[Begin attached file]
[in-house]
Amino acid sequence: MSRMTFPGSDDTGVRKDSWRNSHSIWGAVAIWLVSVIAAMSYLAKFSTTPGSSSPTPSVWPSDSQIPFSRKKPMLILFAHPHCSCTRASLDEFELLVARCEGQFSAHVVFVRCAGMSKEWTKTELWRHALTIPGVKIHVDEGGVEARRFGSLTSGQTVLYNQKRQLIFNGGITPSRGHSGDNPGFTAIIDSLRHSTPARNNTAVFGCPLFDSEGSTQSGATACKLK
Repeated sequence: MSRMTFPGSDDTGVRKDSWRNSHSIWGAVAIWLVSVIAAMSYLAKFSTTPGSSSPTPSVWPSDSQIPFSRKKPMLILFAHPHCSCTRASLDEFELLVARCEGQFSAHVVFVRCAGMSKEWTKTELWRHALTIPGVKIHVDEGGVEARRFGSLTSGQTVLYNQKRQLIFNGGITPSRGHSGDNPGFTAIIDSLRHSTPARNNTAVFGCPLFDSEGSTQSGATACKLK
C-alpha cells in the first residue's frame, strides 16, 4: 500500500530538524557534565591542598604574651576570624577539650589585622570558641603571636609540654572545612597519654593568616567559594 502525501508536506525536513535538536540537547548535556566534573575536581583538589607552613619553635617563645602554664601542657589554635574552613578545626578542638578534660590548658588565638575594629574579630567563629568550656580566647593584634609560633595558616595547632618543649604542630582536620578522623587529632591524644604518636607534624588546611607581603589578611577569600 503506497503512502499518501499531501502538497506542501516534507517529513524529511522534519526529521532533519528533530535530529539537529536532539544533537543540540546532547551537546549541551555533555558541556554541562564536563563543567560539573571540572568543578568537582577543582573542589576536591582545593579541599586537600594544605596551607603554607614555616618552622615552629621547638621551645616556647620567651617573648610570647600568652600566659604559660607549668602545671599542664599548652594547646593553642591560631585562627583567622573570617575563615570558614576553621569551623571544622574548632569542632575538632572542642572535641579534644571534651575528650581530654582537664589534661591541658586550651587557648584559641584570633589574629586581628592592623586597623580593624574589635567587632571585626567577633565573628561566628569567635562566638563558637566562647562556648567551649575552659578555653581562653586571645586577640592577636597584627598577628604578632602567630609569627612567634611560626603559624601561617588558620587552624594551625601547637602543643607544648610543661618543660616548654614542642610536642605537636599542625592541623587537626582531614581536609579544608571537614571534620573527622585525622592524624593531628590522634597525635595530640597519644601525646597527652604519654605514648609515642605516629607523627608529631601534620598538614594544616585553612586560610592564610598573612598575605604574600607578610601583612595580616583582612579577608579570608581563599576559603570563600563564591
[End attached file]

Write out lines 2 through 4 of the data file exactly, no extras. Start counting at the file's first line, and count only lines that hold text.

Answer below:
Amino acid sequence: MSRMTFPGSDDTGVRKDSWRNSHSIWGAVAIWLVSVIAAMSYLAKFSTTPGSSSPTPSVWPSDSQIPFSRKKPMLILFAHPHCSCTRASLDEFELLVARCEGQFSAHVVFVRCAGMSKEWTKTELWRHALTIPGVKIHVDEGGVEARRFGSLTSGQTVLYNQKRQLIFNGGITPSRGHSGDNPGFTAIIDSLRHSTPARNNTAVFGCPLFDSEGSTQSGATACKLK
Repeated sequence: MSRMTFPGSDDTGVRKDSWRNSHSIWGAVAIWLVSVIAAMSYLAKFSTTPGSSSPTPSVWPSDSQIPFSRKKPMLILFAHPHCSCTRASLDEFELLVARCEGQFSAHVVFVRCAGMSKEWTKTELWRHALTIPGVKIHVDEGGVEARRFGSLTSGQTVLYNQKRQLIFNGGITPSRGHSGDNPGFTAIIDSLRHSTPARNNTAVFGCPLFDSEGSTQSGATACKLK
C-alpha cells in the first residue's frame, strides 16, 4: 500500500530538524557534565591542598604574651576570624577539650589585622570558641603571636609540654572545612597519654593568616567559594 502525501508536506525536513535538536540537547548535556566534573575536581583538589607552613619553635617563645602554664601542657589554635574552613578545626578542638578534660590548658588565638575594629574579630567563629568550656580566647593584634609560633595558616595547632618543649604542630582536620578522623587529632591524644604518636607534624588546611607581603589578611577569600 503506497503512502499518501499531501502538497506542501516534507517529513524529511522534519526529521532533519528533530535530529539537529536532539544533537543540540546532547551537546549541551555533555558541556554541562564536563563543567560539573571540572568543578568537582577543582573542589576536591582545593579541599586537600594544605596551607603554607614555616618552622615552629621547638621551645616556647620567651617573648610570647600568652600566659604559660607549668602545671599542664599548652594547646593553642591560631585562627583567622573570617575563615570558614576553621569551623571544622574548632569542632575538632572542642572535641579534644571534651575528650581530654582537664589534661591541658586550651587557648584559641584570633589574629586581628592592623586597623580593624574589635567587632571585626567577633565573628561566628569567635562566638563558637566562647562556648567551649575552659578555653581562653586571645586577640592577636597584627598577628604578632602567630609569627612567634611560626603559624601561617588558620587552624594551625601547637602543643607544648610543661618543660616548654614542642610536642605537636599542625592541623587537626582531614581536609579544608571537614571534620573527622585525622592524624593531628590522634597525635595530640597519644601525646597527652604519654605514648609515642605516629607523627608529631601534620598538614594544616585553612586560610592564610598573612598575605604574600607578610601583612595580616583582612579577608579570608581563599576559603570563600563564591